Learning to Release Control and Ease Through Transition

by

Learning to Release Control and Ease Through Transition

by

There’s an odd theme in ancient Asian art: a jolly man playing the flute while riding on an ox, backwards.

Obviously (not), this is a metaphor for true wisdom.

In Taoism, the ox represents the vast, powerful flow of energy that runs through all of nature, including us humans (think “the Force” in Star Wars). Truly wise people, so the theory goes, trust this power so completely that they can release their need to control or even see which way they’re going. They can settle back, enjoy the ride, even make a little music while they go.

Apparently this concept helped a lot of people millennia ago, but I suspect we need it now more than they did. Change has become so rapid and extreme that social scientists have declared the future essentially unpredictable. The best answer we have to the question “What happens next?” is “Haven’t the foggiest!”

I’ve thought a lot about this lately, because I’m in the middle of a complicated move from one American coast to the other. Transitional events like moving house remind us that everything is always ephemeral and out of our control; we just like to pretend that it’s not. We’d love to force every circumstance to conform to our wishes, but transitions invariably show us that we can’t.

Anyone who’s alive right now is in a massive transitional phase of human existence. We are already on the ox, and the ox is already moving, and we are already facing backwards.

Given all that, there are things we can do to make our lives and efforts more effective. These aren’t the Western norms (“Work like a steam engine!” “Yank yourself up by your bootstraps!”) but they work. So here are some ox-riding instructions for any of you who, like me, have no idea what the future holds.

First and foremost, relax. The ox may move in any direction, at any speed, at any time. We can’t see the path or the obstacles it contains. The way to survive such a situation is to stay loose, fluid, and adaptable. We can only keep our seats by going with the flow of events, whatever they may be. Relaxation, not tension, connects us to our true power.

Take a deep breath and let go, just a little, of any rigid ideas about what “should” happen. On the next breath, lean in to whatever actually is happening. Repeat ad infinitum.

Second, travel lightly. Clinging to anything, anything, will drag you off the ox’s back. In just the past few years, technological advances have revolutionized industries as varied as publishing (hello, internet) and taxi driving (hang on while I call an Uber). I’ve seen people go half crazy resisting these changes, wanting things to be the way they used to be. Good luck with that. If you’re ready for reality, remember this: accepting difficulty as lasting makes it more fleeting; accepting pleasure as fleeting makes it more lasting. The less we resist or cling, the easier the ride.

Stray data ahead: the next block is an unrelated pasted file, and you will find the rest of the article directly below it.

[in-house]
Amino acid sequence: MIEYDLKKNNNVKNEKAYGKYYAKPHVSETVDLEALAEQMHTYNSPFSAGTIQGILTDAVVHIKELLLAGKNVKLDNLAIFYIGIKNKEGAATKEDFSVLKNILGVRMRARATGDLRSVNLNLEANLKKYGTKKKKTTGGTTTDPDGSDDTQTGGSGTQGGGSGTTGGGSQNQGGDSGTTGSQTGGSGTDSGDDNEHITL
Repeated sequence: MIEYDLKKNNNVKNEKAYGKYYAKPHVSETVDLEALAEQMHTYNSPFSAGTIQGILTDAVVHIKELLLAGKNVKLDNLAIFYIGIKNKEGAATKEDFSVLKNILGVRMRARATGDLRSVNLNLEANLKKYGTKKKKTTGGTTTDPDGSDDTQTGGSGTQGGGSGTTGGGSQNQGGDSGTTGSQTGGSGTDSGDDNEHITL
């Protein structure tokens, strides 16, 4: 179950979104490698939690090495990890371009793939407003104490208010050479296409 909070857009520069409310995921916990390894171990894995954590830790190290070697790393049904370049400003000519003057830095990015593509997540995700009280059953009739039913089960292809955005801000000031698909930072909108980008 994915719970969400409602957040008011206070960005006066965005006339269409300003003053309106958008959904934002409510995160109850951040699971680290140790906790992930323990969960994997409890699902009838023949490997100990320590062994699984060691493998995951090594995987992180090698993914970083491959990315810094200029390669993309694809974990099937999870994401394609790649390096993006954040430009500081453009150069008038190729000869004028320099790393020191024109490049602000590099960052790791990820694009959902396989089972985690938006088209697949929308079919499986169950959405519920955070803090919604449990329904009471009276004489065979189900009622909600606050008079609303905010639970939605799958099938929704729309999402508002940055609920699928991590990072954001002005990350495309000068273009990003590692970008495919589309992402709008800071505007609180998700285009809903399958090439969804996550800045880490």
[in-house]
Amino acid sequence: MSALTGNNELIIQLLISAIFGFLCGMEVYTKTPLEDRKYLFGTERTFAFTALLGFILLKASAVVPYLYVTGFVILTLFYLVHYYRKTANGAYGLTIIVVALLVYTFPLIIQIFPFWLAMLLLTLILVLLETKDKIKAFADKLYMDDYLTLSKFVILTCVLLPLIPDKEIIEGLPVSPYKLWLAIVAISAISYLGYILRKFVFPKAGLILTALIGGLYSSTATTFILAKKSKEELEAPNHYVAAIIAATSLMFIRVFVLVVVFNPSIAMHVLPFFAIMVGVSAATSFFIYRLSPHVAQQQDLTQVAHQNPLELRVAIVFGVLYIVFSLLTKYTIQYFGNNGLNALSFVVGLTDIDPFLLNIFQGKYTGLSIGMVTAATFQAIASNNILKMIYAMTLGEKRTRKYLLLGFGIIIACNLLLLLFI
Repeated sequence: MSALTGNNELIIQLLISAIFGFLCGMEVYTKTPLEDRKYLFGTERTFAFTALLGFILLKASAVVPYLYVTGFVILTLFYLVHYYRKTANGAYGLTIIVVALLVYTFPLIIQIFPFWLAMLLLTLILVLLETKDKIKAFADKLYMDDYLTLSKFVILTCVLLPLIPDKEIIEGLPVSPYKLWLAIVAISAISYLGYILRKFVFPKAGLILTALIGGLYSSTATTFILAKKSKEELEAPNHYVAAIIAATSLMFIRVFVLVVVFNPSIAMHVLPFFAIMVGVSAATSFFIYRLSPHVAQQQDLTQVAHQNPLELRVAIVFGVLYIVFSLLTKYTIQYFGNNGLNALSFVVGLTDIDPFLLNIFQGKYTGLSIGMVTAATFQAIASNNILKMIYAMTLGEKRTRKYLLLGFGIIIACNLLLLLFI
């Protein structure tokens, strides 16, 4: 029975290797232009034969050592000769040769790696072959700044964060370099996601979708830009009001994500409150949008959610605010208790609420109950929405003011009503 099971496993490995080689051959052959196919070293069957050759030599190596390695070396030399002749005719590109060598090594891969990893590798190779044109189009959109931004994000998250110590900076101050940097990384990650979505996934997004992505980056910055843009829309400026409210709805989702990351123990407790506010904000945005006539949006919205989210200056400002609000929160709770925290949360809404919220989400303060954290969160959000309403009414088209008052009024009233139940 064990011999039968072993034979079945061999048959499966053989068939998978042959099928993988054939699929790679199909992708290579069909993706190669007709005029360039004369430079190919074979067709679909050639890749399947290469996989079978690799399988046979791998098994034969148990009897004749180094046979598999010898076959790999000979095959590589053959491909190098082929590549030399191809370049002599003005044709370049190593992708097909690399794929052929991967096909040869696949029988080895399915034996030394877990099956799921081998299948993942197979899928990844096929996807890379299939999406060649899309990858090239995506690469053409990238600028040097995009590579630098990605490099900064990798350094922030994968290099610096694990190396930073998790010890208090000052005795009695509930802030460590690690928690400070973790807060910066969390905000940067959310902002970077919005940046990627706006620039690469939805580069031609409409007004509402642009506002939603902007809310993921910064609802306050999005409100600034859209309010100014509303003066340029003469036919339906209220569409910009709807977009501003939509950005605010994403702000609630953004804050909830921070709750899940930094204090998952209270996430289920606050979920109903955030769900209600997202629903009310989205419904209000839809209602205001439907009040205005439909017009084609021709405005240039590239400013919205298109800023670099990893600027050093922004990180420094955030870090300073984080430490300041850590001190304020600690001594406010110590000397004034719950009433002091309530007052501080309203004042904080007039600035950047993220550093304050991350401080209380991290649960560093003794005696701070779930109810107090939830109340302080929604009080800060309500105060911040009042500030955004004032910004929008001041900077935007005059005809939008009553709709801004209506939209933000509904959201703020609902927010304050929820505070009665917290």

Next, trust what’s under your butt instead of peering forward to the far horizon. As the ox’s back pitches and yaws, staying alert and responsive to what’s actually happening right this second is much more solid and grounding than any fixed destination. Plan the route as best you can, but always come back to what’s happening now.

Finally, don’t forget your flute. When we struggle against the forces of change we become grim and obsessive, haunted by our ultimate helplessness to make reality conform to our wishes. If we can learn to relax, let go, and trust, we can get past this raw survival fear and open ourselves to the beauty welling up from within us: love, creativity, art, imagination, music. We can add our own singular melody to the harmony of the world, as we watch the grand sweep of life roll out behind us.

Join Martha later this month for a rare in-person workshop: “Navigating the Storm: Finding Peace and Purpose in Uncertain Times.” Click here to learn more.

This essay was featured in the Sept. 9th edition of The Sunday Paper, Maria Shriver’s free weekly newsletter for people with passion and purpose. To get inspiring and informative content like this piece delivered straight to your inbox each Sunday morning, click here to subscribe.

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